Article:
By Jack Tuthill
ST. PAUL, MINN. — The Minnesota Twins and Milwaukee Brewers will be fortunate to finish the 2013 season with 70 wins, but the future seems especially dim for Minnesota. Joe Mauer’s current concussion issue is as troubling as his gigantic contract that is eating up over 30 percent of the team’s salary.
Milwaukee’s season has been marred by Ryan Braun’s suspension, and the absence of 2010 all-star Corey Hart who is still recovering from two knee surgeries. But the immergence of outfielder Carlos Gomez, 23-year-old rookie second baseman Scooter Gennett, and shortstop Jean Segura should have Brewers fans excited about next years possibilities. Moreover, catcher Jonathan LuCroy and outfielder Norichika Aoki have been respectable this season, and are in the Brewers future plans.
Across the border, the Twins have received little production from outfielder Josh Willingham, third baseman Trevor Plouffe, and catcher Ryan Doumit. These three were supposed to be rocks in the Twins lineup this season, but collectively have tallied just 40 homeruns—a number Willingham nearly surpassed by himself in 2012 with 35. Outside of Mauer, no other starter is hitting over .252; a stat that cannot be ignored.
Minnesota (64-85) and Milwaukee (66-83) hold similar records, which is astounding considering the Twins are 26th in batting, and 29th in pitching. Meanwhile, the Brewers are a respectable 14th in batting and 17th in pitching. On paper this Brewers team should be somewhere near a .500 team, much like last year’s squad.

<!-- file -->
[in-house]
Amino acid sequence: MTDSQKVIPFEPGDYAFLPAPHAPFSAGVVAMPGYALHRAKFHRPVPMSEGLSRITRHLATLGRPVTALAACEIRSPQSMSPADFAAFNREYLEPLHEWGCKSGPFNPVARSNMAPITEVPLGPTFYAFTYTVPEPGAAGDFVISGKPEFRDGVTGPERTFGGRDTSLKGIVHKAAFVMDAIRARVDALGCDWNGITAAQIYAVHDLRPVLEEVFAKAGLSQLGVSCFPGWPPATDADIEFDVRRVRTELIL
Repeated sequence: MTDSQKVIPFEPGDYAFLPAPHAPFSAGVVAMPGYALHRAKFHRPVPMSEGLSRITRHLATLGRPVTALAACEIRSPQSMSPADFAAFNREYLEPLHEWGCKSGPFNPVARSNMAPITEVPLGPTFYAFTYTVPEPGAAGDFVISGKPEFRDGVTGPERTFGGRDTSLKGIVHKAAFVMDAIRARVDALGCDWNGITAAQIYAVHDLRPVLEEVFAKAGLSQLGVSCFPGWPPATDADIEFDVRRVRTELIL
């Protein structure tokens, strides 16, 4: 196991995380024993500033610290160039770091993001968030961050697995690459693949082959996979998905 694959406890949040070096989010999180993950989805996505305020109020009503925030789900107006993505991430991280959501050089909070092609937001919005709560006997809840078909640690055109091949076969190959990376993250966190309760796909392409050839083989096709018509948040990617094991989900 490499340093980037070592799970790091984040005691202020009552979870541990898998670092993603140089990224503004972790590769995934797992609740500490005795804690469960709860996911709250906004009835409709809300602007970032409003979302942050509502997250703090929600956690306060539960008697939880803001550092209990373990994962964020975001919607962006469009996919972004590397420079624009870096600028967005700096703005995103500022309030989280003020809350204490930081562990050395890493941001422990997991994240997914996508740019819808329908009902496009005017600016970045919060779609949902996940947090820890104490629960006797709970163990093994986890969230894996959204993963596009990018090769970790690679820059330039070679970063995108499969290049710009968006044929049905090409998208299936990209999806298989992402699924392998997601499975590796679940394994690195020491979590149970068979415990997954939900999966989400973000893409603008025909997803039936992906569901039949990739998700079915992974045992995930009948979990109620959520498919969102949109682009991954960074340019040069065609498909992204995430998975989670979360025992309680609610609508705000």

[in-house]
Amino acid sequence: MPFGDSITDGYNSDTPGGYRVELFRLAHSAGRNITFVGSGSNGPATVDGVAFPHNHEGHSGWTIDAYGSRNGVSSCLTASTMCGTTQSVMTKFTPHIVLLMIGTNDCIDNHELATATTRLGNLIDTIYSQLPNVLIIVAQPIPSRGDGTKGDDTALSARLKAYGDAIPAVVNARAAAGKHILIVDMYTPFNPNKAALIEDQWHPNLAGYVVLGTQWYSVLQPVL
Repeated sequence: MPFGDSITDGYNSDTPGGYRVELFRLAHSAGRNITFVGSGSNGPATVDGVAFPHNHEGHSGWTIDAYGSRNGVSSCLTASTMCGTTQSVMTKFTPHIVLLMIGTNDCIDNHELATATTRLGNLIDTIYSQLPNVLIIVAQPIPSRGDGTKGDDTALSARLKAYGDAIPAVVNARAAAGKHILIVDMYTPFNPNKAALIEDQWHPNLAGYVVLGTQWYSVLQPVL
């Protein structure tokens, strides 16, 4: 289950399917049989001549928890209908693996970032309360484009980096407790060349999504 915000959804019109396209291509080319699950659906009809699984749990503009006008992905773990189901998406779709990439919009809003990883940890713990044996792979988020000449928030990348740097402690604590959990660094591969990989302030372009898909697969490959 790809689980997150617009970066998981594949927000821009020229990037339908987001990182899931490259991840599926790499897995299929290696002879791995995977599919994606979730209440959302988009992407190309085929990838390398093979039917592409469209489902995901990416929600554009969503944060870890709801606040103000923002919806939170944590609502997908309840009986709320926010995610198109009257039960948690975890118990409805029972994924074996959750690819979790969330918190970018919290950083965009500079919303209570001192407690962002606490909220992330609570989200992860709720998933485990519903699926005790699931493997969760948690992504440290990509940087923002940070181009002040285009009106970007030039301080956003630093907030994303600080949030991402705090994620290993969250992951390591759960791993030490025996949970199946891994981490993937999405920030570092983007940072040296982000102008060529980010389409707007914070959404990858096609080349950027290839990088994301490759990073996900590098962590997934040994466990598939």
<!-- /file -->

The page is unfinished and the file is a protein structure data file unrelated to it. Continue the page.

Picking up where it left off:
Every season, no matter how unsatisfactory, has high points. Minnesota’s high point has been the bullpen, which is ranked 8th in Major League Baseball with a 3.35 earned run average (ERA). A long season of replacing Mike Pelfrey, Scott Diamond, Kyle Gibson, Pedro Hernandez, and Vance Worley in the fourth and fifth inning attributes to their reason lack of success. The Twins rank dead last in starting pitching with a 5.16 ERA—and it is not even close.
Milwaukee’s bullpen, which ranks fifth, has been sharp all year long. The real issue has been the poor performances from starting pitchers Wily Peralta, Marco Estrada, and an array of AAA call-ups. Former Twins pitcher Kyle Lohse has carried his weight for Milwaukee, but without consistent run support his win total sits at a lowly 10.
The Brewers remedy for success should be simple: get Braun and Hart back, sign a couple veteran innings-eating starting pitchers through free agency and dump Rickie Weeks, Aramis Ramirez, Juan Francisco, and Yunel Betancourt. These four players are well beyond their prime, and it would wise to invest in younger, better players next season.
Milwaukee still needs to replace Prince Fielder, which never happened. Attempting to sign Carlos Beltran, Jacoby Ellsbury, or Robinson Cano is out of the question. But Reds outfielder Shin-Soo Choo would be a great fit, as would Seattle first baseman Kendrys Morales. Look for the Brewers organization to take a stab at one of these all-stars this off-season.
The Twins organization is ecstatic about their 2012 first round pick Brian Buxton, who was recently named Baseball America’s minor league player of the year. Buxton is only 19. His age and inexperience likely means he will not suit up next season at Target Field, but a September call-up is not impossible. Buxton’s 55 stolen bases this year has Ron Gardenhire salivating in anticipation.
Gardenhire’s 12 year run as manager of the Minnesota Twins could be coming to a close this winter because of the team’s inability to win games on a consistent basis. His seemingly lack of interest in the dugout and poor managerial decisions has many Twins fans begging for a change.
After back-to-back winning seasons, Ron Roenicke’s job should be intact at season’s end. After all, he did manage the Brewers to 96 wins in 2011—the most in franchise history. A couple fresh faces on the field and the right mentality should have the Brewers on the road toward success.
Free agency will be vital for both clubs, but something tells me the Twins will lay low. Last winter’s big acquisitions were Mike Pelfrey, Kevin Correia, and Vance Worley—need I say more?